Why Francis is more likable than the preceding popes.

Sunday, 1/25/15

(In place of a homily I will here print an article I am just finished writing.)

Thirty years ago when Pope John Paul II visited Manila there were four million at the gathering to greet him. He had an impact on people that one theologian at Vatican II described: “Wojtyla makes a great impression. He has an imposing personality that radiates power. He has a prophetic force that is both calm and incontestable.”

John Paul’s personality made him a tough act to follow, but now, Francis, while totally different from John Paul II, is keeping pace with him. On his visit to Manila last weekend, six million people crowded in to see him.

Here in America, we hear people saying things like, “I just like him.” And when pushed for a reason, they might say, “Well, that other one had those scarlet papal slippers, but Francis, he just wears shoes.”

Let’s go all the way back to Pope John XXIII. In 1959, feeling that the Roman Catholic Church had become very Roman, but not very catholic, he tried making it catholic by calling in twenty-four hundred bishops from a hundred different countries. Asking them to give time to prayerful deliberations, he asked them to bring the church into line with what it would be if Jesus were in charge.

 Working in daily sessions from September to December, in 1962 through 1965, those bishops composed sixteen documents that spelled out what they thought should be God’s approach to education, to the Bible, to non-Christian religions, and to a dozen other major matters.

The last of the sixteen documents was to be on the Church’s proper relationship to the modern world, and when the draft document was circulated in the summer of 1965, the bishops from Latin America, Africa and Asia favored it, while most of the European bishops did not.

The future popes, John Paul II and Benedict XVI, each published articles objecting to it on the grounds that it departed from the Council of Trent’s teaching that we are initially estranged from God by our being born with Original Sin on our souls. The new document’s difference from Trent was clearly the case with a sentence in its paragraph 19.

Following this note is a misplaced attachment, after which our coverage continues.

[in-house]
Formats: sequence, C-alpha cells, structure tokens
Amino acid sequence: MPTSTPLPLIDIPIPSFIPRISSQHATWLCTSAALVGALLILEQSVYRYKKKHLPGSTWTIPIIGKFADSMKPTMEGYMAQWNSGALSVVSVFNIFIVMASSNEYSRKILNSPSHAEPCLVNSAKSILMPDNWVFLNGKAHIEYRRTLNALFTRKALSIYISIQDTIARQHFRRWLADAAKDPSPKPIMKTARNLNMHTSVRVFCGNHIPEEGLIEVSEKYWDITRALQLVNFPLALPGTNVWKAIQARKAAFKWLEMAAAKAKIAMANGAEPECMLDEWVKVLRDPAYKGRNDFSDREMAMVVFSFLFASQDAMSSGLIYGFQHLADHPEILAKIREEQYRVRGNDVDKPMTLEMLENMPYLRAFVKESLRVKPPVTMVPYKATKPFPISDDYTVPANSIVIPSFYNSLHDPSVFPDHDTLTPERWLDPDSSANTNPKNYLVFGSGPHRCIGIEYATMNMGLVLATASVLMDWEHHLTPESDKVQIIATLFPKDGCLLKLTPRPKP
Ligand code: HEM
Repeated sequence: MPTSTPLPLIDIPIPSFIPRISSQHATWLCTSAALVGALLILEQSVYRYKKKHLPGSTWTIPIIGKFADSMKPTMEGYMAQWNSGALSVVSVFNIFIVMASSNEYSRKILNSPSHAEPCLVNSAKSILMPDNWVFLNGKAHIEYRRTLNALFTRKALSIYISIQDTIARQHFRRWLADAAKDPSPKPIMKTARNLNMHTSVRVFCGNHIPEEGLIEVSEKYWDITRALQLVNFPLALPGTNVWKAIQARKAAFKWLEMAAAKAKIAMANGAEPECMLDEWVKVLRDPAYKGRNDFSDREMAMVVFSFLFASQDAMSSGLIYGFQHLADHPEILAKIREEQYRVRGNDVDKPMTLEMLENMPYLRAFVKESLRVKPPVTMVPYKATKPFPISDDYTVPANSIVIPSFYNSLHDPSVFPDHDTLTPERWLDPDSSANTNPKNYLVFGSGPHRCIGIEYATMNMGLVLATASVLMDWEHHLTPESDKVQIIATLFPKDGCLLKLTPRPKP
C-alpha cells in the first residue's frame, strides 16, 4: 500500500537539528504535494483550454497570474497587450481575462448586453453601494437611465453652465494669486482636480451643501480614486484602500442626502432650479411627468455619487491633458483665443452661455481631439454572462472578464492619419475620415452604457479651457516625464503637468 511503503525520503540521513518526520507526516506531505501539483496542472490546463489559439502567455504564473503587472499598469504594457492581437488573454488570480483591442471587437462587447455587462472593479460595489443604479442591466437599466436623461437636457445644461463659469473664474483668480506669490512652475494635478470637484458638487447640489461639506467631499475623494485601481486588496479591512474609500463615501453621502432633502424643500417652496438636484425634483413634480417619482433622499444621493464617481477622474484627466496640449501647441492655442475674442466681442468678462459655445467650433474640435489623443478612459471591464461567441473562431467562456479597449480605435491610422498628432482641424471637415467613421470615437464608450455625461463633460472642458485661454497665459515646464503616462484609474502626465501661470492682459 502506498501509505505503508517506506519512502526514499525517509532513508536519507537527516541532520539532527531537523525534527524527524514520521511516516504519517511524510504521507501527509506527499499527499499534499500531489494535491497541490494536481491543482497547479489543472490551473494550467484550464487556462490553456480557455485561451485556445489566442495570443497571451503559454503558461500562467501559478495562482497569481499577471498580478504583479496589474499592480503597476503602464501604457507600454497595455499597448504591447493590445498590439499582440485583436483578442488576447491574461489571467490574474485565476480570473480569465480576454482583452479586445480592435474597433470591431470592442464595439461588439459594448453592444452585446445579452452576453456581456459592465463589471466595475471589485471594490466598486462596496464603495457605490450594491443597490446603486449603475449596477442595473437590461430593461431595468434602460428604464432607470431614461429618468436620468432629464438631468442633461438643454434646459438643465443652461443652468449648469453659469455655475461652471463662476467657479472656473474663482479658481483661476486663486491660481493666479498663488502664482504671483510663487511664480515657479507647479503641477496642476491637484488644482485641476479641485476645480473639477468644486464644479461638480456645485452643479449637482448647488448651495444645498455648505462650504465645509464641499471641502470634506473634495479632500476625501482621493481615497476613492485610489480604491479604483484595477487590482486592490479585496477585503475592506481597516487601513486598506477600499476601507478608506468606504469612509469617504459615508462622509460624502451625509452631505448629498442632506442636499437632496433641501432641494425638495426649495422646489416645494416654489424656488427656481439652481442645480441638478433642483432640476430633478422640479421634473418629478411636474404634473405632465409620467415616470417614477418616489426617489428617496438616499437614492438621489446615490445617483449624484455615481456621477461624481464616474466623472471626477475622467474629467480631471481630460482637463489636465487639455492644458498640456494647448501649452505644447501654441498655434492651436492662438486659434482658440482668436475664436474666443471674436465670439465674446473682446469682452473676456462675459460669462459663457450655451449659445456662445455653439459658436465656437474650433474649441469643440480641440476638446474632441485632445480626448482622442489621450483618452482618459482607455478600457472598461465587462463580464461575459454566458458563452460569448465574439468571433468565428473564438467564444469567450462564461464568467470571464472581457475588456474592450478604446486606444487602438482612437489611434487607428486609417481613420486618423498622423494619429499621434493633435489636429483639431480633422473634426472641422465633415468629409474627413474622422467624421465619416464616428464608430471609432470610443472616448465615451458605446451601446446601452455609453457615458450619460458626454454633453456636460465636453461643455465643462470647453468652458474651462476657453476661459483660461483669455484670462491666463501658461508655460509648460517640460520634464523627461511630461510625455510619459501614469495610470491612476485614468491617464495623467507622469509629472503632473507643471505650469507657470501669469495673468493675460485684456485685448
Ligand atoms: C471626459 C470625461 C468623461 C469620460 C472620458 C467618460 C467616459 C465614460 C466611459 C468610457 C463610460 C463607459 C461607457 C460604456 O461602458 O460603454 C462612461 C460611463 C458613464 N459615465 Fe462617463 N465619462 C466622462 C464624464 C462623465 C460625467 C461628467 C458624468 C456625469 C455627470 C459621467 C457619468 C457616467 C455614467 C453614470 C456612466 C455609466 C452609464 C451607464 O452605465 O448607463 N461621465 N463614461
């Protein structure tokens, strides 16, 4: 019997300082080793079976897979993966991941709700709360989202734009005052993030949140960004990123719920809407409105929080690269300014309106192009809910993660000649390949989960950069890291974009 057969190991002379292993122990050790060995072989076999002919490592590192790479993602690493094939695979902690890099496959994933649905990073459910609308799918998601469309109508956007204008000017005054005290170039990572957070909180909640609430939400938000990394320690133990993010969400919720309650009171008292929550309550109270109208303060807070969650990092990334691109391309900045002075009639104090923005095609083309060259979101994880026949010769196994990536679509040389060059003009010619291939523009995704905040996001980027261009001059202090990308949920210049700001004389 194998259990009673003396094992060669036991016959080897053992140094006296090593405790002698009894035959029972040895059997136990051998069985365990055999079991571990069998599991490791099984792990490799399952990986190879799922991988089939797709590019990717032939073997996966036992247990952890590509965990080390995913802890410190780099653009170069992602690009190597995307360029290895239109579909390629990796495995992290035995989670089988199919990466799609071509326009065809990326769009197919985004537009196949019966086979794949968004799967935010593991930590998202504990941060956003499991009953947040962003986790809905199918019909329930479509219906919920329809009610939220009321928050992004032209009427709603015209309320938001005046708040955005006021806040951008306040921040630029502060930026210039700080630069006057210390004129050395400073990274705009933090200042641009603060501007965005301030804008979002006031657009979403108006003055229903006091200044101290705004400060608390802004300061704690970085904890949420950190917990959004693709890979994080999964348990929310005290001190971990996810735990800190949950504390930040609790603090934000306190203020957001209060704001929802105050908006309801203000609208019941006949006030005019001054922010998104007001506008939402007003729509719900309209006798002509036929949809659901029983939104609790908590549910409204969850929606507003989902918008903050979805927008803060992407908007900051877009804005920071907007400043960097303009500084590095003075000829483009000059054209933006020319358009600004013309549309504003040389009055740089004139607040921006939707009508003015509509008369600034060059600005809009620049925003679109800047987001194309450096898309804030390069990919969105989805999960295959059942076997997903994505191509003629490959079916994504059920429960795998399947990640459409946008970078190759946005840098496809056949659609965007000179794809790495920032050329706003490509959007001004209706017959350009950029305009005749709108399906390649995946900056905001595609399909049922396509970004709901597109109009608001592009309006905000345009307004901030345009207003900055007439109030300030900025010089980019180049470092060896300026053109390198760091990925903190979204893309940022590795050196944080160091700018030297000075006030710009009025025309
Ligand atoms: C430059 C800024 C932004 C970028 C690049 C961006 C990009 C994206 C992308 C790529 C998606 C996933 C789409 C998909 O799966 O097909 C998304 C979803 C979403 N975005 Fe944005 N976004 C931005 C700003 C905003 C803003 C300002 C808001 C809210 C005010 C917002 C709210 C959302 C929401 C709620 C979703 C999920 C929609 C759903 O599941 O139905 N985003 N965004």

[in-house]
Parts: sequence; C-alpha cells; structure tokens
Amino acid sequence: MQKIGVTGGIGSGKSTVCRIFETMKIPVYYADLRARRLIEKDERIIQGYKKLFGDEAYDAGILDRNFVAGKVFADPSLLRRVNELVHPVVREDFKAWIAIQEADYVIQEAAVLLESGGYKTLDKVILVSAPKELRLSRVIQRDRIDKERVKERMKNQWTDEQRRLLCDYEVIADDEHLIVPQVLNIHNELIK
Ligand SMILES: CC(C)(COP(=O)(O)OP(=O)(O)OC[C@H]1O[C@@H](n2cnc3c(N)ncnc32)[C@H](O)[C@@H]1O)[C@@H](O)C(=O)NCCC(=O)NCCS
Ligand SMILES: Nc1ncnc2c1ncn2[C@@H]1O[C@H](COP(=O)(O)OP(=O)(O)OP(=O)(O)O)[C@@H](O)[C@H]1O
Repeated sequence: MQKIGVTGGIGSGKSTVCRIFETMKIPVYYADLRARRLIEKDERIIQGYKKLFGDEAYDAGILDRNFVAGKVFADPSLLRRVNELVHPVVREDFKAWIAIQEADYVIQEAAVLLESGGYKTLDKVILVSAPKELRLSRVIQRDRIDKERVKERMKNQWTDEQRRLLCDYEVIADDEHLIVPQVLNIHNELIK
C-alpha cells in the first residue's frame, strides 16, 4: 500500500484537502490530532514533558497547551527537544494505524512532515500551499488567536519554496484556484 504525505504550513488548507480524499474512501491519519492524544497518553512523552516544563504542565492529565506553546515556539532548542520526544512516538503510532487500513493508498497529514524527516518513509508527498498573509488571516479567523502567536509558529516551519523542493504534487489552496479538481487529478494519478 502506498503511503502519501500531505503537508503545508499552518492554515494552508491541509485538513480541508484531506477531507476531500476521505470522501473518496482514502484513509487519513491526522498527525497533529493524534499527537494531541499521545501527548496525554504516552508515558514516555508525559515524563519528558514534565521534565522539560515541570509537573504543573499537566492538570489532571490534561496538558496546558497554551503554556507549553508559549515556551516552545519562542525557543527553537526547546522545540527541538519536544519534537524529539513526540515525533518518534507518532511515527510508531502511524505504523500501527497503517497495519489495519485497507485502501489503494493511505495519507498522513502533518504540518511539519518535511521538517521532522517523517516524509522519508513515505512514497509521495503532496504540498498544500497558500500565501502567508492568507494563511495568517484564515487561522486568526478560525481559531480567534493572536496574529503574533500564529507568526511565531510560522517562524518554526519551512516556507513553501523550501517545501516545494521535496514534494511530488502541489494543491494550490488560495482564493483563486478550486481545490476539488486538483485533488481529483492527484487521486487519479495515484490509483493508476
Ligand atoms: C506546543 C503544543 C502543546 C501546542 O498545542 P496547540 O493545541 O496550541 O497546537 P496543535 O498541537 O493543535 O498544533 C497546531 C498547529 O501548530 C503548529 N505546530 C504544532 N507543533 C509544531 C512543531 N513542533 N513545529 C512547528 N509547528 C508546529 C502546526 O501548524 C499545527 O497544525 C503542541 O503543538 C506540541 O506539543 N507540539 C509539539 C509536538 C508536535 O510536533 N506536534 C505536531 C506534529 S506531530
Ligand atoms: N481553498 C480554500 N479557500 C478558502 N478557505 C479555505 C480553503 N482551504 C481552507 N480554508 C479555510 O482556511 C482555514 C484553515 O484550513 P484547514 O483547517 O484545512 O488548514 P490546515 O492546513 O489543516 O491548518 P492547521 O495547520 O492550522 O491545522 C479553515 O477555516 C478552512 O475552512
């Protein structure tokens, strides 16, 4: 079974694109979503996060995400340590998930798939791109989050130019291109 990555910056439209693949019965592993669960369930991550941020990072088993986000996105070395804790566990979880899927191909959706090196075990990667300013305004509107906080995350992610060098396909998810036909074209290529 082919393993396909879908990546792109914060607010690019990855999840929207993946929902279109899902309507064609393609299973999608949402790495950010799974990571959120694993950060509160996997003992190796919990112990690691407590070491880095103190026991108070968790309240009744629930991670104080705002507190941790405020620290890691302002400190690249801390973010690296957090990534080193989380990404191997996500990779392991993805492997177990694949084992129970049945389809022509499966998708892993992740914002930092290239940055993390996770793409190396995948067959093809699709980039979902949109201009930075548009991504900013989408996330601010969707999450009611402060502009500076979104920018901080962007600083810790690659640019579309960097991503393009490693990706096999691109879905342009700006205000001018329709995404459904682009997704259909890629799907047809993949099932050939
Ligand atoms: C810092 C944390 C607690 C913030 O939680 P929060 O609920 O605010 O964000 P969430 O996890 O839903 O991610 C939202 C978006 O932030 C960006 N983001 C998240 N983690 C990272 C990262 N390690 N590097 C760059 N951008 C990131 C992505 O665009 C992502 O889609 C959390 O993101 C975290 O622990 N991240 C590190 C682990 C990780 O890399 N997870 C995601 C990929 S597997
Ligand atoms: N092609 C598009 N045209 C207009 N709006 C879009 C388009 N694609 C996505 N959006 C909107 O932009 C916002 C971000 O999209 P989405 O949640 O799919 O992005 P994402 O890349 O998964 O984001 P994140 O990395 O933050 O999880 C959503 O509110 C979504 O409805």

The dignity of man rests above all on the fact that he is called to communion with God, and this invitation to converse with God is addressed to man as soon as he comes into being.” 

Now, although most of the European churchmen shared the objections of the two future popes, it was three Europeans theologians who had most clearly differed from Trent on the matter of Original Sin. The three had the very French first names of Maurice, Henri, and Yves. Let me first introduce Maurice Blondel.

At nineteen, in 1880, Maurice was accepted for graduate work at the Sorbonne where he did research in the Philosophy of Action. (That is the field that tries to identify the impulses that move one from inertia to action.) Publishing his “L’Action” in 1890, Maurice successively defended its contention that every human action is initiated by one's automatically reaching for the Creator. However, the Sorbonne’s faculty, while granting him the top grade for scholarship, denied him a teaching certificate on the grounds that his thesis was “too Catholic.”

That left Maurice and his young wife Rose close to starvation for four years before the small college at Aix, north of Marseilles, gave him a teaching position. He was there in 1910 when by a sad quirk the Church he had stood up for came to judge his scholarly books to be guilty of Modernism. Pope Pius X put them on the Index.

We turn next to Henri de Lubac. Born in 1896, he was just finishing college in 1914, when he was inducted into the infantry. There, in 1917, he had a German bullet graze his skull, leaving him with recurrent pains until his death in 1991.

In 1919 Henri was accepted at the Jesuit seminary that a secular France had caused to be relocated to England. There, he came upon a hand-written copy of “L’Action,” Maurice Blondel’s thesis about humans automatically reaching up for God. 
Then, when his head pains interrupted his third year of studies, and his superiors sent him to Marseilles for a rest cure, Henri took a day trip up to Aix, where the seventy-year-old Maurice Blondel had recently completed a survey of early Christian writings.

The two scholars hit it off immediately, discovering that no writings from the time of the Apostles spoke of us as being born in sin. From his collaboration with Blondel, Henri de Lubac began theorizing that while humans from the beginning of their existence reach up to God, it was actually in response to God reaching down to them.

We turn now to Yves Congar, the third of our Frenchmen. Yves was born in the Ardennes in 1904. Then, in 1914 when troops of the Kaiser carried off his father, his mother set a ten-year-old Yves to writing a daily account of life under the German occupation. The journal he completed at the Armistice in 1918 set the pattern for the thousand-page Vatican II journal he would write between 1960 and 1965.

Yves, ordained a Dominican priest in 1930, and set to teaching Theology, took every opportunity to attend group meetings with Protestants, and that led to his publishing “Divided Christendom, a Catholic Study.” As well, independently of Blondel and Lubac, Congar took to writing French translations of early Christian writings; and that led to his questioning the importance Trent gave to Original Sin.

When the Germans invaded France in 1940, Yves, serving as a chaplain, was taken to a Nazi prison camp from which he led four dramatic, but unsuccessful escape attempts. His bravery won him France’s Cross de Guerre. (Henri de Lubac, who published an underground newspaper during the Nazi occupation, received the same decoration.)